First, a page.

Canadian euthanasia activist pressuring Catholic Hospital to permit euthanasia

By Alex Schadenberg, Executive Director – Euthanasia Prevention Coalition

Saint Martha’s Hospital in Antigonish

Jocelyn Downie, the long-time euthanasia activist and academic, is now turning her attention to forcing St. Martha’s Regional Hospital in Antigonish, Nova Scotia, and the Sisters of St. Martha to permit euthanasia.

St. Martha’s Hospital is known for excellence in palliative care.

Downie believes that access to Medical Assistance in Dying (MAiD–euthanasia) transcends Catholic Healthcare and the agreement that St Martha’s Hospital have with the provincial government.

Downie argues in an opinion piece that was published in The Chronicle Herald on December 17 that

[T]he current approach allowing forced transfers violates the Canadian Charter of Rights and Freedoms and the Nova Scotia Human Rights Act.

Fortunately, there are at least three solutions. First, the Sisters Antigonish could agree to a compromise policy that would permit St. Martha’s to refuse to allow assessment or provision of MAiD within its walls (by non-objecting providers from outside the hospital), but only if the patient can be transferred to another location without undue harm or delay as determined by the Nova Scotia MAiD program.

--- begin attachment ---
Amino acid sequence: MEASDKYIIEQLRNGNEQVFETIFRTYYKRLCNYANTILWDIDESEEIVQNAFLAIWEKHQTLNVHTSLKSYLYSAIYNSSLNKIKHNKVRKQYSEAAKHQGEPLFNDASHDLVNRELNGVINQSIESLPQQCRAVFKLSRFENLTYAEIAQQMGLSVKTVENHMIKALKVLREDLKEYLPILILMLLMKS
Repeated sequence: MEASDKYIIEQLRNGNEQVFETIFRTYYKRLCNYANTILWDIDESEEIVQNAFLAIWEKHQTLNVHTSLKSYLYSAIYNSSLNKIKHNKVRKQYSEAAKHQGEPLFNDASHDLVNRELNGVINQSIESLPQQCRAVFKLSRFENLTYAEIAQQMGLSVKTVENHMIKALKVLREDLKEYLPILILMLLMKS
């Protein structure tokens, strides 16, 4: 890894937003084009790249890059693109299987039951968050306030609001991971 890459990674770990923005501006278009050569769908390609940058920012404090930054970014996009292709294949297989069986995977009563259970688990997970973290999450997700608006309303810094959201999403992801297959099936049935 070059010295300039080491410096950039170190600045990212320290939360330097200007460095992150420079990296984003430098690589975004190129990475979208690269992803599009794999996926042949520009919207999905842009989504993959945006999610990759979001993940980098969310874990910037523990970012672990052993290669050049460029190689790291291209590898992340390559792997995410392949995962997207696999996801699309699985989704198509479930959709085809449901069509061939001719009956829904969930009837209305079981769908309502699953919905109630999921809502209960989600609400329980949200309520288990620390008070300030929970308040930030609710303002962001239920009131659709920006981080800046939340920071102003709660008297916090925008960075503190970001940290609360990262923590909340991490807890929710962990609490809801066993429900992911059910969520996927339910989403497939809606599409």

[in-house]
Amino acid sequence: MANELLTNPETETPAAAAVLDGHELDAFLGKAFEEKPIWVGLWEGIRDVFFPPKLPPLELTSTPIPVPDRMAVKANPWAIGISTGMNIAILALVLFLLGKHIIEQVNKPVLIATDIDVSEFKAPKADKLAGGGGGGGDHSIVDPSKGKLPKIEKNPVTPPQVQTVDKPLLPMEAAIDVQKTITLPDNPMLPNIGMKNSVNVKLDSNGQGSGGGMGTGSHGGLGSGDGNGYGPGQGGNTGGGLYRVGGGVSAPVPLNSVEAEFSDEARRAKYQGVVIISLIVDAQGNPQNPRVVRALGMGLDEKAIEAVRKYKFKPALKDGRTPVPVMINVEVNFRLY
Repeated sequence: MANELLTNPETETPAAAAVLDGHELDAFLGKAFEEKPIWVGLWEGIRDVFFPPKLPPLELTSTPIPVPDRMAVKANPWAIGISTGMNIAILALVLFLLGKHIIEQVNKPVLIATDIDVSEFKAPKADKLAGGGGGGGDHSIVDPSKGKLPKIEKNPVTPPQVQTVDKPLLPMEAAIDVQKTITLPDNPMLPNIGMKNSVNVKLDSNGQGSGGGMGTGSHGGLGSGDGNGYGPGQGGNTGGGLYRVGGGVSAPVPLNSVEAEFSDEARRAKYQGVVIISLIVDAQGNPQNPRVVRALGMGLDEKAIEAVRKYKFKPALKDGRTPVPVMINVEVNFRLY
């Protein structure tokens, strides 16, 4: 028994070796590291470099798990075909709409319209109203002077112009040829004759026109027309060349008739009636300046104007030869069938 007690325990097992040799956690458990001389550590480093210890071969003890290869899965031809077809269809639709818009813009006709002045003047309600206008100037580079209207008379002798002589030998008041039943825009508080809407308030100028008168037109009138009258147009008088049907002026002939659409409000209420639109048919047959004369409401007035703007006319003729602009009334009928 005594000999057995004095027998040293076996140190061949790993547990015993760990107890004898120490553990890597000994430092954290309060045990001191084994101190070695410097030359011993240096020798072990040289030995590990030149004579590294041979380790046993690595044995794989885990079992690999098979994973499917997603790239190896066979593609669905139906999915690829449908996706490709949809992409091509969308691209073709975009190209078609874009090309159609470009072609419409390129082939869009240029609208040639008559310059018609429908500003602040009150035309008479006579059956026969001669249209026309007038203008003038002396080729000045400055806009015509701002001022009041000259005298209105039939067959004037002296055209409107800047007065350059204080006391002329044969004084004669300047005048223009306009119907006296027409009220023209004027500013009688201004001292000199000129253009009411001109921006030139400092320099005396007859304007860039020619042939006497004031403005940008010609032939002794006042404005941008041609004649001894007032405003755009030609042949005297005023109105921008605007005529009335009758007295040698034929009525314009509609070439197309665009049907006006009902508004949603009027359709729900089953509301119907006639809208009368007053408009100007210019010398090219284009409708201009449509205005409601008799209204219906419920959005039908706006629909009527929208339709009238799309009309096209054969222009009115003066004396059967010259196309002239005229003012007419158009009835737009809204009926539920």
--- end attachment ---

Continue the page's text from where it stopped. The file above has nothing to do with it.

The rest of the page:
Second, if the Sisters will not agree to this compromise, the Nova Scotia government could legislate it. Institutions that receive provincial funding would then be required to allow the assessment and provision of MAiD on their premises when the patient cannot be transferred to another location without undue harm or delay.

Third, alternatively, the NSHA [Nova Scotia Health Authority] could simply not renew the 1996 agreement. Going this route, the NSHA could cease to be bound by it as early as Sept. 28, 2019. Then MAiD assessment and provision would be available without compromise within what would presumably be a renamed secular hospital.

Downie has for years sold herself as a “neutral” academic, but for those who are involved in the issue of euthanasia, she is recognized as a long-time euthanasia activist.

Downie has had several successes, such as convincing the Ontario College of Physicians to accept a policy that disregards the conscience rights of Ontario physicians. She was instrumental in the writing of the 2012 Carter decision by Justice Lynn Smith, and she had her hand in the 2015 Supreme Court of Canada’s Carter v. Canada decision in which the Court unanimously struck down Canada’s assisted suicide law

If you read the articles about Downie you will notice that promoting euthanasia has been her life-long work.

Hopefully the Nova Scotia government will recognize Downie as being a euthanasia activist and ignore her pressure tactics oriented to eliminating Catholic Healthcare in Canada.

It is Downie’s goal to use St. Martha’s Hospital as a stepping stone to force all Catholic Healthcare institutions in Canada to permit euthanasia on their premises.

Editor’s note. This appeared on Mr. Schadenberg’s blog and is reposted with permission.